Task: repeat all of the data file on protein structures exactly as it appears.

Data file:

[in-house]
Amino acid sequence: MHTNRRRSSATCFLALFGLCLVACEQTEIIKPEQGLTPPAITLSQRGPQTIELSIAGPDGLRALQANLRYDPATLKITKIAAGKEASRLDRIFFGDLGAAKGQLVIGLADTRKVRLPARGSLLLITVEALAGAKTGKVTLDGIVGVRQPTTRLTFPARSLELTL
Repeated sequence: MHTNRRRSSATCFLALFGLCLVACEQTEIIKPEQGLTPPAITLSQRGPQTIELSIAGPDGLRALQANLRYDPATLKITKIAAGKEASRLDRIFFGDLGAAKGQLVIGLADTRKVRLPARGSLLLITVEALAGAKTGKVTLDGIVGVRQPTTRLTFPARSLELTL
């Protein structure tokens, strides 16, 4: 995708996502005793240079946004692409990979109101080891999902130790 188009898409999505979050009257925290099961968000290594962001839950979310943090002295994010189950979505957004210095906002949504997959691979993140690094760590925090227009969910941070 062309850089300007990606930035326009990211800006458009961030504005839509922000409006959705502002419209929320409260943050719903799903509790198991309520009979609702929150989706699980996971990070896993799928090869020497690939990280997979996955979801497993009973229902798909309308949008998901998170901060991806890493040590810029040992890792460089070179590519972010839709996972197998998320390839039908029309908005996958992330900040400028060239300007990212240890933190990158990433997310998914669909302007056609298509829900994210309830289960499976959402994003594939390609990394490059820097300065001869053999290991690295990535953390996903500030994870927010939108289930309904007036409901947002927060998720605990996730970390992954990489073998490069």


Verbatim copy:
[in-house]
Amino acid sequence: MHTNRRRSSATCFLALFGLCLVACEQTEIIKPEQGLTPPAITLSQRGPQTIELSIAGPDGLRALQANLRYDPATLKITKIAAGKEASRLDRIFFGDLGAAKGQLVIGLADTRKVRLPARGSLLLITVEALAGAKTGKVTLDGIVGVRQPTTRLTFPARSLELTL
Repeated sequence: MHTNRRRSSATCFLALFGLCLVACEQTEIIKPEQGLTPPAITLSQRGPQTIELSIAGPDGLRALQANLRYDPATLKITKIAAGKEASRLDRIFFGDLGAAKGQLVIGLADTRKVRLPARGSLLLITVEALAGAKTGKVTLDGIVGVRQPTTRLTFPARSLELTL
């Protein structure tokens, strides 16, 4: 995708996502005793240079946004692409990979109101080891999902130790 188009898409999505979050009257925290099961968000290594962001839950979310943090002295994010189950979505957004210095906002949504997959691979993140690094760590925090227009969910941070 062309850089300007990606930035326009990211800006458009961030504005839509922000409006959705502002419209929320409260943050719903799903509790198991309520009979609702929150989706699980996971990070896993799928090869020497690939990280997979996955979801497993009973229902798909309308949008998901998170901060991806890493040590810029040992890792460089070179590519972010839709996972197998998320390839039908029309908005996958992330900040400028060239300007990212240890933190990158990433997310998914669909302007056609298509829900994210309830289960499976959402994003594939390609990394490059820097300065001869053999290991690295990535953390996903500030994870927010939108289930309904007036409901947002927060998720605990996730970390992954990489073998490069």